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Creating Gender Balance in the Workplace because Inclusion is for Everyone

Category : People

I grew my career in consulting… which means I analyze everything from which color shirt I think will leave the best impression, to the root cause of a demographic trend within a specific business unit.  I’ll be honest, the first time I heard the phrase ‘gender balance’ I assumed it was the new diversity and inclusion buzz phrase.  I feared it was a clever branding tactic to convince me that an assessment anchored on gender balance would be better than other diversity assessments in the field.  Driving the EDGE Certification process for Capgemini helped me understand that gender balance isn’t a D&I buzz phrase… if leadership teams, middle managers, and employees across levels and geographies understand the value of gender balance and how to take action for high impact – true progress will result.

What is the EDGE Certification?

EDGE is the leading global assessment methodology and business standard on gender balance in the workplace.  EDGE stands for Economic Dividends for Gender Equality and is distinguished by its rigor and focus on business impact. The methodology uses a business, rather than theoretical approach that incorporates benchmarking, metrics and accountability into a process which was designed to help companies create an optimal workplace for women and men with organizational benefits.  The EDGE assessment methodology was launched at the World Economic Forum in 2011.

What is the value of EDGE?

EDGE evaluated Capgemini’s talent pipeline data, organizational policies, and employee perceptions to determine that we are meeting the standard on recruitment & promotion, leadership development training & mentoring, and company culture.  The value of the EDGE Certification is the ability to leverage the results and action plan to focus our continuous improvement inclusion efforts to deliver high impact business value.  Having a standard developed based on science with the endorsement of business, government and academic leaders from around the world injects gravitas to the organization’s dialogue on gender balance.  Gender balance places emphasis on the need to have more women and men (not only more women – think about the typical HR or Marketing/Communications departments in many organizations) at every level.  Aligning employees to understand the value of balance is critical for success on this topic.  

What’s the next step now that EDGE Assess (Level 1) Certification has been achieved?

Over the last few weeks alone, we’ve seen a number of articles and research on the root cause for why organizations don’t have more women in leadership positions, examples of what leading companies are doing to drive progress on gender balance, and strategies for engaging men in the journey forward.  This content joins years, and more likely decades, of studies that all point to the fact that companies need to do more and the business reasons for doing more.  EDGE helped us to better understand and focus on what more should be for Capgemini and builds in accountability through the next levels of certification to support moving forward on the right things.  We will focus on the actions identified.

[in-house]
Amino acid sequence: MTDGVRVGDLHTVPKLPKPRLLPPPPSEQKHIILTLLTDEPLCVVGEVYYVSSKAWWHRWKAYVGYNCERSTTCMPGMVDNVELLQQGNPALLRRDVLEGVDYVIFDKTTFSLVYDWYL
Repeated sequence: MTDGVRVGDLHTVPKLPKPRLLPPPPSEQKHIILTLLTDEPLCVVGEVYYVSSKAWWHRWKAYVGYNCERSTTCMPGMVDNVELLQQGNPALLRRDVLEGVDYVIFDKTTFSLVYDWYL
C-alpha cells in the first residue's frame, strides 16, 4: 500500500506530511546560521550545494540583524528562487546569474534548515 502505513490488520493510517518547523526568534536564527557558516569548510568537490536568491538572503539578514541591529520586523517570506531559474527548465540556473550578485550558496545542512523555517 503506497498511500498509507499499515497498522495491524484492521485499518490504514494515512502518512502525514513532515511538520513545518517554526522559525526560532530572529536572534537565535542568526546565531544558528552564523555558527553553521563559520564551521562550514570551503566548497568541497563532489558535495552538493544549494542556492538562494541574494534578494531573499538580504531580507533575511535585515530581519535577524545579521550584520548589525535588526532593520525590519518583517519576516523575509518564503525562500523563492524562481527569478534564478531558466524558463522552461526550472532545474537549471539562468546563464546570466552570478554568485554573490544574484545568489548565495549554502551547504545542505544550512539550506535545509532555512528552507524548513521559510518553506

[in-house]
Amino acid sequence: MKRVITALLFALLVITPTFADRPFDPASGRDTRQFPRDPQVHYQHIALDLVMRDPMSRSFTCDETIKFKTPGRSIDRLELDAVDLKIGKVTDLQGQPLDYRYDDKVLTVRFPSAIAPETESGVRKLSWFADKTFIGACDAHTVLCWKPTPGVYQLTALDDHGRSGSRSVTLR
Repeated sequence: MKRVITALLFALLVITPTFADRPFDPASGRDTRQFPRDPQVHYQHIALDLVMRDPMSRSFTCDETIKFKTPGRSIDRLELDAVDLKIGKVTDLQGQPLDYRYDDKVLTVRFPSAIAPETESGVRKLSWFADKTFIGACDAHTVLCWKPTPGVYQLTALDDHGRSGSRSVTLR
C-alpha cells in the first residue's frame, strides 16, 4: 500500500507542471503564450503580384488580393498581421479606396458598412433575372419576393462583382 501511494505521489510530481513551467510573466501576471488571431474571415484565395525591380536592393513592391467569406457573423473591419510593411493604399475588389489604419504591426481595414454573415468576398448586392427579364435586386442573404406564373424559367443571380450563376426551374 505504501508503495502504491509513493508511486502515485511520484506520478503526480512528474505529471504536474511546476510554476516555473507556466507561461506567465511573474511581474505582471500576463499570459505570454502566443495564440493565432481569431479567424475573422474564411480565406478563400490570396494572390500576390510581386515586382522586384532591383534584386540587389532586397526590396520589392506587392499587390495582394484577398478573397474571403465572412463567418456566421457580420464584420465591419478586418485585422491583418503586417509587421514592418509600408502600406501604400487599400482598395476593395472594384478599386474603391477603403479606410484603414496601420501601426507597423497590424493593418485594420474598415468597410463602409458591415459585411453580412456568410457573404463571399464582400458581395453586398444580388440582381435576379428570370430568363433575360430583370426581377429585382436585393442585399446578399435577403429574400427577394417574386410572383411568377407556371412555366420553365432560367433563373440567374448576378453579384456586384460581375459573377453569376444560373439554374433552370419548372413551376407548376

Additionally, we are proud to announce that Capgemini has been named as a top company for women technology professionals by the Anita Borg Institute in its 2016 Top Companies for Women Technologists Leadership Index. The Anita Borg Institute is a Palo Alto, California-based premier non-profit organization working for the advancement of women professionals in computing.  The Anita Borg Institute’s national benchmark program named 25 organizations as leaders in recruiting, retaining and advancing more women in technical roles and Capgemini has been named one of the leaders.  In its sixth year, Top Companies for Women Technologists is a quantitative assessment that uses data supplied by participating companies and a rigorous statistical methodology to objectively score participants on a number of key metrics. This year, 60 companies were evaluated which covered more than 1.4 million US employees, including 552,000 technologists across 10 industries – 25 companies, including Capgemini scored above the industry mean.

Gender balance isn’t the only opportunity to grow inclusion in the IT services industry where so many demographics are underrepresented (and where is gender neutral in the gender diversity conversation by the way) but it’s a solid place to focus to build momentum.  At the end of the day, we must have a strategy for balance in the other dimensions of diversity too.  This is one step in our journey.

About the author

Janet P. Pope
Janet P. Pope
Janet Pope joined Capgemini in 2005 and has extensive experience across the Group. Janet is a thought leader in the field of diversity and inclusion and has been instrumental in defining Capgemini’s broad approach to inclusion as the effective management of diversity. Janet is a key member of the Group Corporate Responsibility & Sustainability (CR&S) team, leading People Culture globally and the CR&S team in North America.

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